Meanwhile, the characters of Jason Momoa’s Duncan Idaho and Josh Brolin’s Gurney Halleck, core components of the inner circle of House Atreides, are the notable standouts. Opposing the Atreides, is the ruthless House Harkonnen. Right from the moment they are introduced, they are instantaneously the foreboding and ominous threat that any film with such a richly developed universe, incomparable in its scope and majesty, requires. Furthermore, Stellan Skarsgård as the villainous Baron, is an on-screen presence that you will not be forgetting in a hurry.

Reuniting with Villeneuve after collaborating on Blade Runner 2049, it feels like there aren’t enough superlatives to describe just how special this score by Hans Zimmer really is. The true power of a good film score is how a single note can transport you into that world, and this score by Zimmer will take you back to Arrakis in an instant. While the cast are all phenomenal in their roles, given the obvious influences of Arab culture into the source material, it is disappointing that there is a distinct lack of MENA cast members present. However, as this film only represents one half of Herbert’s novel, a second part would give Villeneuve the chance to rectify that missed opportunity.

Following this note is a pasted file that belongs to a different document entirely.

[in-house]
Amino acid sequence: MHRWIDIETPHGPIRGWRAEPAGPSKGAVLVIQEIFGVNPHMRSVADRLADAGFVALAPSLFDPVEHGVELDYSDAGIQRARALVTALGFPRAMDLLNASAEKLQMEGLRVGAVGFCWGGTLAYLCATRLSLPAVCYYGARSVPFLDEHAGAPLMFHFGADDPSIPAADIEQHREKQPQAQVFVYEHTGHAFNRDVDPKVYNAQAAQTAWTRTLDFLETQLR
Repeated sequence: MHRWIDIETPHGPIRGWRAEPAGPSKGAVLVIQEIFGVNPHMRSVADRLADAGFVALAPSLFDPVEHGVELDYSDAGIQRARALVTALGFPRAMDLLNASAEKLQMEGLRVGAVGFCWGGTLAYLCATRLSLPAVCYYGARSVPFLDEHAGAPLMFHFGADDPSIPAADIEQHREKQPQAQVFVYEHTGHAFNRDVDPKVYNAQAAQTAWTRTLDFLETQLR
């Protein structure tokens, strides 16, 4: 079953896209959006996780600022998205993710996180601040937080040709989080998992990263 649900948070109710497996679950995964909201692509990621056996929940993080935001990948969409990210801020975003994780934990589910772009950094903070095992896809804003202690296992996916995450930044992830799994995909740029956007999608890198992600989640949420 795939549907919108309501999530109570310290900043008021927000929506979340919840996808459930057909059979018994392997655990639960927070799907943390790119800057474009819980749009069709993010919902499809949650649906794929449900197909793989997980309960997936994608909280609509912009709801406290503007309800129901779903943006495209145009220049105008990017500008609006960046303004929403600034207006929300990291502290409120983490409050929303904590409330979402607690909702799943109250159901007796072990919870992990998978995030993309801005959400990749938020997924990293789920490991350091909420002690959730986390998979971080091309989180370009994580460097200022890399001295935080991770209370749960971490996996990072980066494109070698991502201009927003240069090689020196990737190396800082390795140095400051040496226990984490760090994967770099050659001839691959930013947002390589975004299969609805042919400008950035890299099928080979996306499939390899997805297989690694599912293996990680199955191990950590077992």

To give audiences one half of this incredible story, only to not tell the second half would be extremely disappointing. Sweeping epics like this seldom come around very often. Hence, the spice must flow sufficiently enough to ensure that second part will come to fruition, and not be something that will be swirling in our dreams from the deep forever more.

It was said to be unfilmable. Yet with a superb cast, incredible world-building and a sweeping and enthralling narrative, Denis Villeneuve has accomplished something truly special, and we’re only halfway through the story.